Memory cost of temporary variables

While playing and learning LiveView I’m thinking a lot about memory costs of small choices we make. I’ve never though much about it but since Liveview is stateful it means if we take several decisions that all sum up into being more costly, memory wise, then we’re not going to be efficient scaling-up.
For example, what is the cost of using several temporary variables instead of just working it all in one step. For example:

def mount(_params, _session, socket) do
  socket = assign(socket, assign_a: "Looooooooon string")
  socket = assign(socket, assgn_b: "Very loooooooooong string"))
  socket = assign(socket, assgn_N: "Very, very, very loooooooooong string"))
  {:ok, socket}


def mount(_params, _session, socket) do
  {:ok, assign(socket,
                  assign_a: "Looooooooon string",
                  assign_N: "Very, very, very loooooooooong string"

I guess the cost shouldn’t’t be much as I think variables are just pointers, but nevertheless, memory wise, what would be a good or a bad approach?

If the binaries (the strings with the " delimiters) grow large and you have cycles between them then they may end up never being garbage-collected. But that’s not what happens, most of the time anyway.

Haven’t used LiveView in a while (basically tried it 2-3 times shortly after its release) but you might consider using iolists and not strings when returning data, if LV allows it?

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The repeated calls to assign, each of which socket is replaced by its previous value will indeed end up looking in Erlang like socket1 = assign(socket0, other, params); socket2 = assign(socket2, other, params) (note that I am still using Elixir syntax here; in the actual Erlang, variables would of course start with uppercase letters.)

But once this is further compiled down to BEAM bytecode these temporary variables will no longer live on beyond the only place they are being used. I.e. the result of one call to assign will just be immediately passed to the next call, just as if you’d written assign(assign(assign(socket0, ...), ...), ...) or indeed socket0 |> assign(...) |> assign(...) |> assign(...) |> ....

If you want to be 100% sure what really happens, you should of course take a look yourself by decompiling the bytecode.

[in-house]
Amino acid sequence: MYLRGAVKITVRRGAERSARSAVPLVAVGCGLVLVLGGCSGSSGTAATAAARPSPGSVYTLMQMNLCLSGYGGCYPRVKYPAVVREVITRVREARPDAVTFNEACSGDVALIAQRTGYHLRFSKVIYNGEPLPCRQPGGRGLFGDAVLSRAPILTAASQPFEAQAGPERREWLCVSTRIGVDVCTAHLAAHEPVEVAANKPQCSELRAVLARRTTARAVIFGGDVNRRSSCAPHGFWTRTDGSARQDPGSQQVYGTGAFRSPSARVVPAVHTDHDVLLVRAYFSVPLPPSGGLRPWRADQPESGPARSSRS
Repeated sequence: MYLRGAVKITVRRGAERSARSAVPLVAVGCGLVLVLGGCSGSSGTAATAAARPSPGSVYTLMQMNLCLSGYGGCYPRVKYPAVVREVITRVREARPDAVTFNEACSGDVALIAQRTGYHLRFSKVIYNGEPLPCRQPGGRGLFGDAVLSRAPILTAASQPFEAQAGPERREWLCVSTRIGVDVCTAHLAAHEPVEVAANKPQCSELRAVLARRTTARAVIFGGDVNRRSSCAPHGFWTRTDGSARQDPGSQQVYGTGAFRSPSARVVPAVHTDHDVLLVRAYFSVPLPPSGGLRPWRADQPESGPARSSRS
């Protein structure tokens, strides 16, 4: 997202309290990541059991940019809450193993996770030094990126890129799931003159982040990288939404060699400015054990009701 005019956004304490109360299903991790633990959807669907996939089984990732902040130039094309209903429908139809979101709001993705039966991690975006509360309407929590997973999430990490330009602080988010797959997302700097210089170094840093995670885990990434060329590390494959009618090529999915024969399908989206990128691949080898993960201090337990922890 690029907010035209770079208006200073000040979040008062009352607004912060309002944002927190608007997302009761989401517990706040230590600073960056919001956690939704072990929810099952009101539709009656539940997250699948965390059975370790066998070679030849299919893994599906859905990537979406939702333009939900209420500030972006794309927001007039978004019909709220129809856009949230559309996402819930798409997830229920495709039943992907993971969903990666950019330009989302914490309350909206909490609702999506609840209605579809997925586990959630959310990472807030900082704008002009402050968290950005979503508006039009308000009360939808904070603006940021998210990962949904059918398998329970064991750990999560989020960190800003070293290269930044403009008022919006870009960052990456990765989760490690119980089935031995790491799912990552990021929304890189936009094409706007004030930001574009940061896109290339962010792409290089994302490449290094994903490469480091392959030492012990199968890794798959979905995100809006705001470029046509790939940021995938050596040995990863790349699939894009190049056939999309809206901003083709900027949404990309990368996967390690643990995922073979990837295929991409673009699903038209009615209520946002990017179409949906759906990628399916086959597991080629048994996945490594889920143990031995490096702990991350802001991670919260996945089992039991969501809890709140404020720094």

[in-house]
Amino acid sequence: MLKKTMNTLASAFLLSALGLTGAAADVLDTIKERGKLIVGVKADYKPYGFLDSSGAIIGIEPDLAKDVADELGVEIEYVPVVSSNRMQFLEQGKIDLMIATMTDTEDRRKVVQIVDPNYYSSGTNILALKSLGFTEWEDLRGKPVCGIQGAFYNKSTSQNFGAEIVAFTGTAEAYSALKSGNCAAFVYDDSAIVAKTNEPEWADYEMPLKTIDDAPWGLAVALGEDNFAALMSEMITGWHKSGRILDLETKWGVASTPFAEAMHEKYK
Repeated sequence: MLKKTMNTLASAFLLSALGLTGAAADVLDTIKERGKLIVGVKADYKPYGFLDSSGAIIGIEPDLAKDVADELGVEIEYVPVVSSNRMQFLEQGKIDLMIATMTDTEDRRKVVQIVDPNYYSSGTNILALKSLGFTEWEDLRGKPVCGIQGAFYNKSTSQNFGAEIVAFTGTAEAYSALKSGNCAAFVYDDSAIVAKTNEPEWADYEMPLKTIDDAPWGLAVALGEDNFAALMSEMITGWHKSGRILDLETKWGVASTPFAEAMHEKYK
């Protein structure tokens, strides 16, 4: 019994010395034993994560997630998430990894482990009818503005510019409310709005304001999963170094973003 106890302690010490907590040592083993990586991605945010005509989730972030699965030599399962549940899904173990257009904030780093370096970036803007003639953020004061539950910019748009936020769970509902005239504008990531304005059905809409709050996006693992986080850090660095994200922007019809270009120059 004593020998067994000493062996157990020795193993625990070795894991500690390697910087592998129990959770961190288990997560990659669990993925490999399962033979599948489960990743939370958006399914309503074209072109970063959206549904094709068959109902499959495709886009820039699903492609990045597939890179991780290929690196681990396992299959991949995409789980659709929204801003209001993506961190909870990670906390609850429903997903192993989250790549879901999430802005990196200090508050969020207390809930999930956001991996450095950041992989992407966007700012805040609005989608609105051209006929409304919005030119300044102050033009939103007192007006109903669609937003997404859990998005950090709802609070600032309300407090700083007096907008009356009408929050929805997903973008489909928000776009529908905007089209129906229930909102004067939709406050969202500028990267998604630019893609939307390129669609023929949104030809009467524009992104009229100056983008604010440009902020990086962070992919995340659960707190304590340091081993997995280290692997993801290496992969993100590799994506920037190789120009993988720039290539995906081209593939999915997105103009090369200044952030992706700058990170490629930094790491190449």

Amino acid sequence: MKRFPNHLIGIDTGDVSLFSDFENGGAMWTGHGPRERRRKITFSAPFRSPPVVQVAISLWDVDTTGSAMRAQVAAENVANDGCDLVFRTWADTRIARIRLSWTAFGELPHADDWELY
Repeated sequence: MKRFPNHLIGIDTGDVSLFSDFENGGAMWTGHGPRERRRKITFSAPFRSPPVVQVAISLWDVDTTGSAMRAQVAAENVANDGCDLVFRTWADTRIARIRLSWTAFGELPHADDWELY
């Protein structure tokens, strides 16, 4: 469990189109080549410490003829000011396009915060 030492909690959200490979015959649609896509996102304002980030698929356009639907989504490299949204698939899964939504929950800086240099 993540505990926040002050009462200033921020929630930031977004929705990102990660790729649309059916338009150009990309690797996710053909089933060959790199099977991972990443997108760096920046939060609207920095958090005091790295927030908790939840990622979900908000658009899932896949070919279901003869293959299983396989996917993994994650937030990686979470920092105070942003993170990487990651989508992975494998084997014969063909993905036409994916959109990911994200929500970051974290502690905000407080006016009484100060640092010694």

My educated guess is that there will be no memory overhead between your two examples, and a very minor time overhead of the first example due to more external function calls.

I actually wonder how hard it is to introduce cycles in bitstrings in Erlang. I’d expect it to be very difficult because of the immutable nature of most operations on the BEAM. Do you happen to know some examples which result in a cycle?

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ooops, I accidentally pressed the delete button on my post. Let me try again.

There’s practically no additional memory used with either example. Erlang maps (and thus Elixir’s structs) are immutable data structures that use structural sharing, so it’s just a handful of pointers arranged in slightly different ways in each example. The actual strings do not get copied.


No, but I heard reports of people’s applications gradually consuming more and more memory because certain large binaries weren’t being garbage-collected.

Ah, I see.

Yes, in the case you are reading binaries from user input and storing them in memory they might be around for a rather long time. This is even more a problem when converting user input to atoms (c.f. the documentation of String.to_atom and String.to_existing_atom), as atoms are never reclaimed.

From what I hear, one biggest way the failure to gc binaries happens is if you are building ets tables with binary data snippetted from BIG jsons (think megabytes). You think you’re only storing a bit but it’s a reference to something that is refcounted, and the source doesn’t die.

The next issue is binary concatenation of big binaries (e.g. a base64 encoded binary content stuffed into xml, html, json) where you keep appending more and more (even small bits) onto it… These might still be transient but they add up with volume in extreme ways.